Give a little, gain so much


By: Lisa DeStefano
Date: Saturday, May 6, 2006
Publication: Portsmouth Herald

I'm a true believer in giving back to the community. In fact, I try to encourage my staff to get involved in whatever way they may be called to do so. Consequently, many of us at DeStefano Architects serve on nonprofit boards and volunteer for a variety of community service projects.

I was introduced to the value of giving back during my early training at the Boston Architectural Center where many of our teachers were registered architects who gave back by instructing "up and coming" architects. I tried my hand at just such a model as a result of a seminar I recently attended in Boston by the Architectural Institute of America called "Learning by Design."

This program has been initiated nationally to expose children to architecture at different ages with an understanding that more opportunity comes with more exposure.

Juliann MacDonald, a senior architect with D|A, and I decided to introduce architectural design principles to a group of fourth-graders at Portsmouth's Little Harbour Elementary School.

Our program is a three-day event - two of which we've already enjoyed - and the final day is scheduled for mid-May. Initially, we spent some time talking to these enthusiastic, creative children about what an architect is and who the people are that support us - like distributors, engineers and contractors.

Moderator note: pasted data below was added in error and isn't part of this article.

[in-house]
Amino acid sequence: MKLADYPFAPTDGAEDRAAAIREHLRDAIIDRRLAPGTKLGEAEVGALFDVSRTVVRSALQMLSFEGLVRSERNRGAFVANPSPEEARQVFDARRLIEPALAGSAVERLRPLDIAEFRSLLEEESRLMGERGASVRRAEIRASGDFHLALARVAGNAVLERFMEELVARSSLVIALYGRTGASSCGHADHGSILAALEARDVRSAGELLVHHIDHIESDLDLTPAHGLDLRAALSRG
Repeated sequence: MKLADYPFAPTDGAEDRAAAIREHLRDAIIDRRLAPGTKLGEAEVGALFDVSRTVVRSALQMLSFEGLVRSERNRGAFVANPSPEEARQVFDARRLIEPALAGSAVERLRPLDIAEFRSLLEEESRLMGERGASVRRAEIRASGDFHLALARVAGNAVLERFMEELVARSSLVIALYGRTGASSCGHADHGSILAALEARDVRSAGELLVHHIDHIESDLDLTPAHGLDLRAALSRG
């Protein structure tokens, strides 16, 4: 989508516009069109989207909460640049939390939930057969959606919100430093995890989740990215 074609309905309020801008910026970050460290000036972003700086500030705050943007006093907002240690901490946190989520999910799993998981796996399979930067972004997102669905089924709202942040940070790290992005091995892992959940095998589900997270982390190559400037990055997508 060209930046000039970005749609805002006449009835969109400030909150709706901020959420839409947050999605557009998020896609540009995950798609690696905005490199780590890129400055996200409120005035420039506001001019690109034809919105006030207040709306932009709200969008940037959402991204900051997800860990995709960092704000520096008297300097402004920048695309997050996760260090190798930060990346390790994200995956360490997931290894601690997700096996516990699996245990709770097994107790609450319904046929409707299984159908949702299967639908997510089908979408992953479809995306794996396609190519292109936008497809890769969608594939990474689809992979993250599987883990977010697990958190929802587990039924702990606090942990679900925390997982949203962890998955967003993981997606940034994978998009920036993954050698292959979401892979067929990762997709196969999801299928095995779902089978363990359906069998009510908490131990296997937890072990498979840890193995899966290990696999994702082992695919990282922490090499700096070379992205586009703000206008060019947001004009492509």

The second part focused on concepts like the scale of a building and why it makes us feel comfortable. We looked at things like the size of the windows, the doors, the colors and materials used and reduced elements to simple shapes. We talked about how structure works and what types of buildings work best in which locations - what belongs where from a design and environmental perspective.

We toured six buildings around town. It was heart-warming to watch these kids with their worksheets as they set out to understand and apply the series of concepts and architectural terms we'd introduced to them.

Each group proudly wore baseball caps that were graciously donated by companies who support our projects on a daily basis. This created a sense of being on a team - which is so important to the successful outcome of any design project. Sponsors who donated the team caps were Procon, Pilot, Ricci, Jewett, Southwick and Pinebrook construction companies, which added to the overall feeling of how little things can make a big difference.

I watched these children use their understanding of math and science as they observed buildings and structures they probably pass daily in a brand new way. I was inspired. I was uplifted by their innocence and their curiosity. It reminded me of why I fell in love with the field of architecture in the first place.

The joy I received from watching the light bulb go off and the excitement in these fourth-graders' eyes when they could apply experientially what we'd talked about in the classroom was priceless.

Taking time to share your skills and knowledge goes two ways. Not only are you offering something to those who may be encouraged in ways you may not imagine, but you are breathing fresh air into your own life by being on the receiving end of the experience as well.

What do you have to give? Each of us has gifts that can be shared with rich rewards. Consider volunteering and instead of asking what you have to give up, ask yourself, "What do I have to lose?"

A lifelong resident of Portsmouth, Lisa DeStefano is a registered architect and the owner of DeStefano Architects. She can be reached at

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